I first heard Patti Smith as a teenager. The song – if you can call it a song, was Piss Factory, an extraordinary conversational poem set to haunting improvised free-jazz piano by Richard Sohl. It turned out to be from Patti Smith’s first recording session, and tells a story partly related to her time working in a low paid job back in New Jersey, at a factory that made baby buggies. It was a soul destroying environment, and tells of a worker with ambition to leave this depressing dead end job, move to the big city and become a big star “Never return, no, never return, to burn out in this piss factory, And I will travel light. Oh, watch me now…”
Her book, ‘Just Kids’ tells the story of how she did just that, moving up to New York with just a few dollars and an address on a piece of paper. On virtually her first night in New York City she meets a young man who she would share this extraordinary journey with. His name was Robert Mapplethorpe, who, like Patti would live a hand-to-mouth existance as they worked to make it as artists. Mapplethorpe would become of the America’s most uncompromising photographers, and Patti Smith one of the world’s most celebrated rock stars.
Being familiar with Piss Factory, rather than the proto-punk poet-laureate star that she became, really helps to understand the kind of artistically uncompromising figures that both Patti and Robert were in 1970s New York. Muscially it is a New York classic alongside Lou Reed’s Walk on the Wild Side from the same times. The relationship between the two was really remarkable. In those days New York was a rough, inhospitable place, and they worked for years living amongst Chelsea Hotel hipsters, old beat poets and post-Warhol acolytes.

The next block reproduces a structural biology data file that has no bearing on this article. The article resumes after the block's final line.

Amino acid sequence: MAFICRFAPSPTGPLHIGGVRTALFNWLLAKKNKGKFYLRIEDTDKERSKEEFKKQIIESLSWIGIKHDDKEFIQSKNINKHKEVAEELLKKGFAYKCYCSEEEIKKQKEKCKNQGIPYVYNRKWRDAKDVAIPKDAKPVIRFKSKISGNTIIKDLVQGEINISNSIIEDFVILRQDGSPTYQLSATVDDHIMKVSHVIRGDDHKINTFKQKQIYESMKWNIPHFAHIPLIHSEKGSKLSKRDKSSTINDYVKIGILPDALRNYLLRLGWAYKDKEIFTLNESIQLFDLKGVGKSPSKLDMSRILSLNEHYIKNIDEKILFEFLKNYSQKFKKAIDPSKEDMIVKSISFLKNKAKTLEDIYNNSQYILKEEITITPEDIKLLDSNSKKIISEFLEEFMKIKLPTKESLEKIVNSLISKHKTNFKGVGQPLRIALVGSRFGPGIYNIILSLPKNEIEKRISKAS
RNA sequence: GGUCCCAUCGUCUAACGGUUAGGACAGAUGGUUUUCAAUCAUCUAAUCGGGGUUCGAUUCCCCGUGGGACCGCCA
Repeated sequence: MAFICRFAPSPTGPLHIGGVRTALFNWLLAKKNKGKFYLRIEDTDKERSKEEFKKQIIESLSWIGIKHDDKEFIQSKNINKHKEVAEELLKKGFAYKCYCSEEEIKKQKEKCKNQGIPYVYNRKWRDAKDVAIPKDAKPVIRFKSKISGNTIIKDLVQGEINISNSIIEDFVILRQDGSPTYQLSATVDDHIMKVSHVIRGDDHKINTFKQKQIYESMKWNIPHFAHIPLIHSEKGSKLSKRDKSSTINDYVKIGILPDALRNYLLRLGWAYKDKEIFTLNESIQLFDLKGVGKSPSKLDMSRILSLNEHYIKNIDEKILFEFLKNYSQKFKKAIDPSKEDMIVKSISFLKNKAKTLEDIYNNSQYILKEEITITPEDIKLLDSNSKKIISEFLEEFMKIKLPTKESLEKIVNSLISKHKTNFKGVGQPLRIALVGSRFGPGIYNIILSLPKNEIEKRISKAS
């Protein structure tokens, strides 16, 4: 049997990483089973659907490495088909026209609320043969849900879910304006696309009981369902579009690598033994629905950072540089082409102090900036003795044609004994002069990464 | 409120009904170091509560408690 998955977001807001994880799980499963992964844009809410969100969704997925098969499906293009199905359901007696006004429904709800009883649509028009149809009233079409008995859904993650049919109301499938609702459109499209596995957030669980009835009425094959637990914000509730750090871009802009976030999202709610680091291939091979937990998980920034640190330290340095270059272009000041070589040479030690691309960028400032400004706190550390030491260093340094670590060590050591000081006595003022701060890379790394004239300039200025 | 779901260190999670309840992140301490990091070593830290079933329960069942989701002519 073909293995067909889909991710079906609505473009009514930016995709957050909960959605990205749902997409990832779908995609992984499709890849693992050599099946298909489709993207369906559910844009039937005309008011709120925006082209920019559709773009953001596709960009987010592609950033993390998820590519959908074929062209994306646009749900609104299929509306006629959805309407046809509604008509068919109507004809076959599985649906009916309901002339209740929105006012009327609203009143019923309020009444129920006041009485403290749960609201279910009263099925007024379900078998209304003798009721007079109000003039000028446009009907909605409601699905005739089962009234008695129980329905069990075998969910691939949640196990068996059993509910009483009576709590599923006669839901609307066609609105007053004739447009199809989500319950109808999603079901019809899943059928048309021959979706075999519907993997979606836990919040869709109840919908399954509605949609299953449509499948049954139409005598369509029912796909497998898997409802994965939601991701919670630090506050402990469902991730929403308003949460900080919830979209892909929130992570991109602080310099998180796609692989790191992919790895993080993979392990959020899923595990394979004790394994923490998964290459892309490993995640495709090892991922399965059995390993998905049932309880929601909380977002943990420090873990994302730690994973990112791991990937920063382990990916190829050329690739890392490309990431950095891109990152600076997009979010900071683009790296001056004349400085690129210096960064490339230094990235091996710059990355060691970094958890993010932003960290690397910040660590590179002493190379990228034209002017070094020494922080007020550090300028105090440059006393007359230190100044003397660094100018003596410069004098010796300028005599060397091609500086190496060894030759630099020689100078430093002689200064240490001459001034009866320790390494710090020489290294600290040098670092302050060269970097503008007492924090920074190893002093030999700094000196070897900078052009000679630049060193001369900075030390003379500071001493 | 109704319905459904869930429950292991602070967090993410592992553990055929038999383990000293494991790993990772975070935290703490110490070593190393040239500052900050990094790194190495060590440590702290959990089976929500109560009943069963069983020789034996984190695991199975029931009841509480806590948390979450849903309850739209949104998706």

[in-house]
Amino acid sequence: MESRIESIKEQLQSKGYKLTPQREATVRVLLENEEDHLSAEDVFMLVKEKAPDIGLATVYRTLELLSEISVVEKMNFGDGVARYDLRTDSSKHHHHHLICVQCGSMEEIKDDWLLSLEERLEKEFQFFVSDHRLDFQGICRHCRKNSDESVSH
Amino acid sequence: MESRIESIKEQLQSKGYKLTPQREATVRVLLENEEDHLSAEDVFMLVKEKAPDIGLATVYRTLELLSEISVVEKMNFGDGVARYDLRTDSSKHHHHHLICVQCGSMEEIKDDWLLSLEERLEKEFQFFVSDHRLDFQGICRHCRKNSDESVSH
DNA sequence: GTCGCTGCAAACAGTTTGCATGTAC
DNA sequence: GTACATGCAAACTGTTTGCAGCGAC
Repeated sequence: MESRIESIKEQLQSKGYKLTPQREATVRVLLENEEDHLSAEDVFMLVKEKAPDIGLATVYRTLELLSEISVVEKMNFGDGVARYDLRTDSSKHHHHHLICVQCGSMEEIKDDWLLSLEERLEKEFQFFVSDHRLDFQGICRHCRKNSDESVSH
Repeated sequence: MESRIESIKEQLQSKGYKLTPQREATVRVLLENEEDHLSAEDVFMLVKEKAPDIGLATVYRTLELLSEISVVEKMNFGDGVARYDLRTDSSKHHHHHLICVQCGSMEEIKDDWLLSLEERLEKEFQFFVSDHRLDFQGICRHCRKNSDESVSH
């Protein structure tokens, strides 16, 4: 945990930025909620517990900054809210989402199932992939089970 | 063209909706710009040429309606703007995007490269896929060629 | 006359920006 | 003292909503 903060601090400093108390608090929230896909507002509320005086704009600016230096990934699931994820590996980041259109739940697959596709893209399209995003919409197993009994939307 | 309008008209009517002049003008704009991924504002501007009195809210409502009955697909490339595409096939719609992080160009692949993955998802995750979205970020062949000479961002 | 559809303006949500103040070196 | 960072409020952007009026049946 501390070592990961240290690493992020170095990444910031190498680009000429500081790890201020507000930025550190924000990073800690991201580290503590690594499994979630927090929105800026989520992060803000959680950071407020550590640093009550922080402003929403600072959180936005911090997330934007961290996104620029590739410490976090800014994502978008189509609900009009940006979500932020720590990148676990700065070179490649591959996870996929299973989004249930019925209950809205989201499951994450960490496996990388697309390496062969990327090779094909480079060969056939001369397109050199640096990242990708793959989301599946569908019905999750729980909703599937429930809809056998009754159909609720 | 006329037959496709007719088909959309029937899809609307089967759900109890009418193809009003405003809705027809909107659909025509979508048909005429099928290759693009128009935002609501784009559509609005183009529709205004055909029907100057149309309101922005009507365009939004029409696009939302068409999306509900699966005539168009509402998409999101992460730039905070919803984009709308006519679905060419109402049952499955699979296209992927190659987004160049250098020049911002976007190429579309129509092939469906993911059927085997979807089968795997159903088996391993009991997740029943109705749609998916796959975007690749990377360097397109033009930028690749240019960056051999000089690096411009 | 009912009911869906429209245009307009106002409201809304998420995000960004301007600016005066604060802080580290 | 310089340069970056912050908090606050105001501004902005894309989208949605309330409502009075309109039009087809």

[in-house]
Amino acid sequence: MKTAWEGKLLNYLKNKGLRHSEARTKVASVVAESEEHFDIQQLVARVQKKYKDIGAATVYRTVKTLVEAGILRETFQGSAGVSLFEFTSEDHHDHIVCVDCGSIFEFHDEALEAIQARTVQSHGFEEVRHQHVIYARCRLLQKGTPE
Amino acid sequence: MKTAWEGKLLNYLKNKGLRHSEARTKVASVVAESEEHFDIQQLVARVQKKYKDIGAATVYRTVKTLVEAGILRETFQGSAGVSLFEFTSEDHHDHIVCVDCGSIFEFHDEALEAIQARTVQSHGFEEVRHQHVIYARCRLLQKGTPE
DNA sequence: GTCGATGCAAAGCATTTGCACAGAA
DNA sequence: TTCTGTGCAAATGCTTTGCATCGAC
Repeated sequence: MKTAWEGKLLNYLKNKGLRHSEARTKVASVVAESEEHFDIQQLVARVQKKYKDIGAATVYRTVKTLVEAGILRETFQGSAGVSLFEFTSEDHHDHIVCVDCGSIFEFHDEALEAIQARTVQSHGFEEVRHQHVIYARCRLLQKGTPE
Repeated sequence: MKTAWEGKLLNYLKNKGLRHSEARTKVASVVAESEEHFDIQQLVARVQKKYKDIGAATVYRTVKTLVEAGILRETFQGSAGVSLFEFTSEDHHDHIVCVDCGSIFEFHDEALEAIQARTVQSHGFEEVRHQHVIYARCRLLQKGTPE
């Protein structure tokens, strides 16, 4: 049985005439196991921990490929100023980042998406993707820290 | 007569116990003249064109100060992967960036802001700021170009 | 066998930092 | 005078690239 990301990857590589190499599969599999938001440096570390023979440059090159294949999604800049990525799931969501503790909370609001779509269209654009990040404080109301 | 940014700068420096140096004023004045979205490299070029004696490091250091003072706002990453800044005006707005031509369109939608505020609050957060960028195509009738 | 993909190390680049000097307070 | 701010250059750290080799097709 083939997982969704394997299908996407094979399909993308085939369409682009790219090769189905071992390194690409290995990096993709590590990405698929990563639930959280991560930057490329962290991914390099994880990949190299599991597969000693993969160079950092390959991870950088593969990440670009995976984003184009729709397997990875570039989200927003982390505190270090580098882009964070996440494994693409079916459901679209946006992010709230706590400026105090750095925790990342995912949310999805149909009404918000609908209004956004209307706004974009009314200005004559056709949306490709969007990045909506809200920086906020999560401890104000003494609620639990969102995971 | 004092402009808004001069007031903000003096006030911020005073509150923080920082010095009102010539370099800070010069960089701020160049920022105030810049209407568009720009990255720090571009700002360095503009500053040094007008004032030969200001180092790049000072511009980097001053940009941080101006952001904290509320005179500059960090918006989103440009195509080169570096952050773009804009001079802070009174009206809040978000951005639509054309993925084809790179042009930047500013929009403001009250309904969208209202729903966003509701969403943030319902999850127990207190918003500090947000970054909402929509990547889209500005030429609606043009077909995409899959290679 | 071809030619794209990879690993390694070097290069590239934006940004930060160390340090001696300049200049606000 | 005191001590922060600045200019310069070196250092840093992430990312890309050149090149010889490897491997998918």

Patti’s book perfectly tells the tale of this rags to riches existence, and pulls no punches. It reminded me of my own first steps into a big city, in this case London. I showed up on the rainy streets of Bayswater, with an old army kit bag and a few quid in my pocket. It didn’t start well as my bank card was swallowed up by a hole-in-the-wall later that night, leaving me with no money to pay for a hotel room. Incredibly some Iranian guys running liked my sob-story and put me up in a tiny room in their B&B overlooking Gloucester Square until I found somewhere more permanent. Sometimes a city seems to smile on you, and put you right.Visit the Robert Mapplethorpe page on Artsy.
Mapplethorpe’s incredible career was cruelly ended by an AIDS-related illness, and ‘Just Kids‘s final chapters are genuinely poetic and moving as she describes his final days. The book is beautifully written, and tells it warts and all. It brings me back to her music with a new insight into how she created the finest fusion of poetry and music since Bob Dylan, and it places Robert’s beautiful and sometimes shocking photographs in a whole new setting.
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